-       honey (1 cup)
-       soy sauce (10 tbsp)

Spices & Seasonings:
-       1 packet dry Italian Seasoning
-       Black pepper
-       Garlic powder
-       Red pepper flakes
-       Salt


(1)  Get six gallon-sized freezer bags.
(2)  Label each bag with recipe name (and, if you want, cooking instructions).
(3)  Trim any fat off chicken breasts and place 2-3 in each gallon-sized freezer bag.
(4)  Chop/dice produce (zucchini, bell peppers, onions, garlic).
(5)  Place listed ingredients into labeled gallon-sized freezer bag.
(6)  Get out as much air as you can before you seal the bag.
(7)  Lay flat to freeze to save space in freezer (but make sure the outside of the bags are dry, otherwise they will stick to each other, tear, and then leak).
(8)  When ready to use, thaw in the fridge overnight (place in bowl or crock pot to avoid any issues with leaking as it thaws).
(9)  Individual cooking times and serving suggestions in each recipe.

Recipe 1: Chicken Cacciatore:

In freezer bag:
-       2-3 chicken breasts
-       all of the chopped zucchini
-       half of the chopped red bell pepper
-       half of the chopped onion
-       1 jar spaghetti sauce

-       On low for 6-8 hours

Serving ideas:
-       Over spaghetti noodles
-       Over baked spaghetti squash
-       Over quinoa
-       Over couscous

Recipe 2: Creamy Italian Chicken:

In freezer bag:
-       2-3 chicken breasts
-       Mix: 8 oz softened cream cheese, cream of chicken soup, dry packet of Italian seasonings in bowl; then pour over chicken in bag

-       On low for 4-6 hours

Serving ideas:
-       Over rice
-       Over quinoa
-       With broccoli, cauliflower, or other steamed vegetable

Recipe 3: Hawaiian Chicken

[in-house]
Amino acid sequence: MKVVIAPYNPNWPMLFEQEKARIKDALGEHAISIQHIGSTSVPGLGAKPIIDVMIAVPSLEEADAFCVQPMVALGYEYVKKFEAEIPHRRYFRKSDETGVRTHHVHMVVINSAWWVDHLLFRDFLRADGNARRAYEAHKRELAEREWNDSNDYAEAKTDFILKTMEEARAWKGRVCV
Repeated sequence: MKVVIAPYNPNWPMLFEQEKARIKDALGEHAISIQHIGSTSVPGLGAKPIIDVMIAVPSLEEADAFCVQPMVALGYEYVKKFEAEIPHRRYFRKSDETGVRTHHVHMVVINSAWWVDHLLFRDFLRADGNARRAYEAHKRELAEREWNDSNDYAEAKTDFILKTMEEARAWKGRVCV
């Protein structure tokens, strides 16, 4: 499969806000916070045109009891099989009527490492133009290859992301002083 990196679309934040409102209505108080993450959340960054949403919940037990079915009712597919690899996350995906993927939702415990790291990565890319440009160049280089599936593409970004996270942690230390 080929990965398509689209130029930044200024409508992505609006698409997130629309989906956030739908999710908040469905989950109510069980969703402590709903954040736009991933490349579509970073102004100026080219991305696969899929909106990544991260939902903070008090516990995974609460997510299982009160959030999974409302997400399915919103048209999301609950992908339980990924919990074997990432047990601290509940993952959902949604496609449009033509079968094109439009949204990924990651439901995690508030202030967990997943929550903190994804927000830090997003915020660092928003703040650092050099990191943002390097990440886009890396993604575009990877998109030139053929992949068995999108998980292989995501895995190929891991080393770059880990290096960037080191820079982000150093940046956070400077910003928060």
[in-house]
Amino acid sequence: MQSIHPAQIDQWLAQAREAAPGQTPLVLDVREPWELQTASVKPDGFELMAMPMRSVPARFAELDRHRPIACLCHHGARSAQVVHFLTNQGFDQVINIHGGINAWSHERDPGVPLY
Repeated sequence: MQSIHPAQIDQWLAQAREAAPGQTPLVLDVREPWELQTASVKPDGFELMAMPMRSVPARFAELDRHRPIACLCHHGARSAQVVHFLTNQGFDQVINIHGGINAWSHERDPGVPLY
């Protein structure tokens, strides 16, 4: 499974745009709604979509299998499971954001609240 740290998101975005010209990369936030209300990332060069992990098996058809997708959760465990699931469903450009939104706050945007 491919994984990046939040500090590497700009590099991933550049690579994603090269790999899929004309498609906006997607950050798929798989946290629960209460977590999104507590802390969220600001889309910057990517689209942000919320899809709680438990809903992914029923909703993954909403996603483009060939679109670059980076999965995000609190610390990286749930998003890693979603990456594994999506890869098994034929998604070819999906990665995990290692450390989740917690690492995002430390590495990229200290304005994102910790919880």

In freezer bag:
-       2-3 chicken breasts
-       all of the chopped orange bell pepper
-       the rest of the chopped red bell pepper
-       half of the remaining chopped onion (leave some for the next recipe)
-       ½ can large pineapple chunks
-       ½ cup pineapple juice
-       ¼ cup white sugar
-       ½ cup white vinegar
-       1 tsp garlic powder
-       2 tbsp soy sauce

-       On low for 4 hours

Serving ideas:
-       Over rice
-       With broccoli or other steamed vegetable

Recipe 4: Honey Bourbon Chicken

In freezer bag:
-       2-3 chicken breasts
-       the rest of the diced onion
-       all the minced garlic
-       1 cup of honey
-       ½ cup of soy sauce
-       ¼ cup of ketchup
-       2 tbsp olive oil
-       1/3 tsp red pepper flakes
-       salt and pepper

-       On low for 3-4 hours
-       When finished cooking, remove chicken from crock pot and slice into strips.
-       In a small bowl, combine 1 tbsp cornstarch with 1 tbsp water and pour into the sauce remaining into the crock pot to thicken. Repeat if not thick enough.
-       Place the chicken back in the sauce and stir to re-coat.

Serving ideas:
-       Over rice
-       Sprinkle sesame seeds on top

Recipe 5: Lemon Pepper Chicken

In freezer bag:
-       2-3 chicken breasts
-       ¼ cup olive oil
-       3 tbsp lemon juice
-       salt and pepper

-       On low 3-6 hours

Serving ideas:
-       With asparagus
-       With rice pilaf
-       With couscous
-       With qunioa

Recipe 6: Orange Chicken

In freezer bag:
-       2-3 chicken breasts
-       2 cups baby carrots
-       1 tsp garlic powder
-       8 oz orange juice concentrate
-       salt and pepper

-       On low 3-4 hours

Serving ideas:
-       Over rice
-       With frozen sugar snap peas